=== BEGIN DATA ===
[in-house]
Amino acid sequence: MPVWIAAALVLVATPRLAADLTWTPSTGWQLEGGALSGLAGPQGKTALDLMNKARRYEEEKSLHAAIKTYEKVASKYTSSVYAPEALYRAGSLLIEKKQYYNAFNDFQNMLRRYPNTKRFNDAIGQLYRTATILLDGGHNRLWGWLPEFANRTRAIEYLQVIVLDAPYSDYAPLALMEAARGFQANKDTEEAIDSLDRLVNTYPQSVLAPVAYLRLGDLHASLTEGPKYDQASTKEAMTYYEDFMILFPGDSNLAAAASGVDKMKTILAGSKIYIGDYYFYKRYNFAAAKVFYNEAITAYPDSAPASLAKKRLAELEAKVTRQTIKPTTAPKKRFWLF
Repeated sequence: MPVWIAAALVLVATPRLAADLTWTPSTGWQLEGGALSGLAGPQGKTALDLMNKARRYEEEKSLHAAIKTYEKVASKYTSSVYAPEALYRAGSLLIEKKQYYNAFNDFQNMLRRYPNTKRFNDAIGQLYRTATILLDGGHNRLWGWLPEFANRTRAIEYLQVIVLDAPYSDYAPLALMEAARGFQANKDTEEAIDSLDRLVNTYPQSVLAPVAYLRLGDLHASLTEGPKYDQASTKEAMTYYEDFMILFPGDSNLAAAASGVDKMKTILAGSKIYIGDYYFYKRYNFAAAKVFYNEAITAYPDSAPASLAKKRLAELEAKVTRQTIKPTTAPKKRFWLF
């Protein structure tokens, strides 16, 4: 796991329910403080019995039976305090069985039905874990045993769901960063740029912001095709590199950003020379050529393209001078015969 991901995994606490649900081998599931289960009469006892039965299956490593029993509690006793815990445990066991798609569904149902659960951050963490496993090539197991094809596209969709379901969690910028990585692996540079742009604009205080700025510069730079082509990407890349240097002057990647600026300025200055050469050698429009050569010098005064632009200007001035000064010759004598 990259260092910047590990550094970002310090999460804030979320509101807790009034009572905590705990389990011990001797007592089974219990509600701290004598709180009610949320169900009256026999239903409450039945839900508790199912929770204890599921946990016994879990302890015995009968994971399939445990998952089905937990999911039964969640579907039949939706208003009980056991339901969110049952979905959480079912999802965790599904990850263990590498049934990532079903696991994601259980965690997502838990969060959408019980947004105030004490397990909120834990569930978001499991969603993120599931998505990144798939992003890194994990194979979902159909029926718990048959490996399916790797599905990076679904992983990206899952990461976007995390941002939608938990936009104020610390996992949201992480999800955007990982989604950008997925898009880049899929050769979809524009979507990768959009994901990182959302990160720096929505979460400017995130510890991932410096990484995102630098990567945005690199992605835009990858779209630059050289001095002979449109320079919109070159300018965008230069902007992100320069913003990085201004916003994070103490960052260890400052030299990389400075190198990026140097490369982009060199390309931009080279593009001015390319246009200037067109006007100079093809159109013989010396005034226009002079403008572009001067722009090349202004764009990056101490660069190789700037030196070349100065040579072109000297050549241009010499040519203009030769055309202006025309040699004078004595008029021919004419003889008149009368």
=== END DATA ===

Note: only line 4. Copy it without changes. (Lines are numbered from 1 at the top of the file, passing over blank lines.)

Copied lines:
């Protein structure tokens, strides 16, 4: 796991329910403080019995039976305090069985039905874990045993769901960063740029912001095709590199950003020379050529393209001078015969 991901995994606490649900081998599931289960009469006892039965299956490593029993509690006793815990445990066991798609569904149902659960951050963490496993090539197991094809596209969709379901969690910028990585692996540079742009604009205080700025510069730079082509990407890349240097002057990647600026300025200055050469050698429009050569010098005064632009200007001035000064010759004598 990259260092910047590990550094970002310090999460804030979320509101807790009034009572905590705990389990011990001797007592089974219990509600701290004598709180009610949320169900009256026999239903409450039945839900508790199912929770204890599921946990016994879990302890015995009968994971399939445990998952089905937990999911039964969640579907039949939706208003009980056991339901969110049952979905959480079912999802965790599904990850263990590498049934990532079903696991994601259980965690997502838990969060959408019980947004105030004490397990909120834990569930978001499991969603993120599931998505990144798939992003890194994990194979979902159909029926718990048959490996399916790797599905990076679904992983990206899952990461976007995390941002939608938990936009104020610390996992949201992480999800955007990982989604950008997925898009880049899929050769979809524009979507990768959009994901990182959302990160720096929505979460400017995130510890991932410096990484995102630098990567945005690199992605835009990858779209630059050289001095002979449109320079919109070159300018965008230069902007992100320069913003990085201004916003994070103490960052260890400052030299990389400075190198990026140097490369982009060199390309931009080279593009001015390319246009200037067109006007100079093809159109013989010396005034226009002079403008572009001067722009090349202004764009990056101490660069190789700037030196070349100065040579072109000297050549241009010499040519203009030769055309202006025309040699004078004595008029021919004419003889008149009368």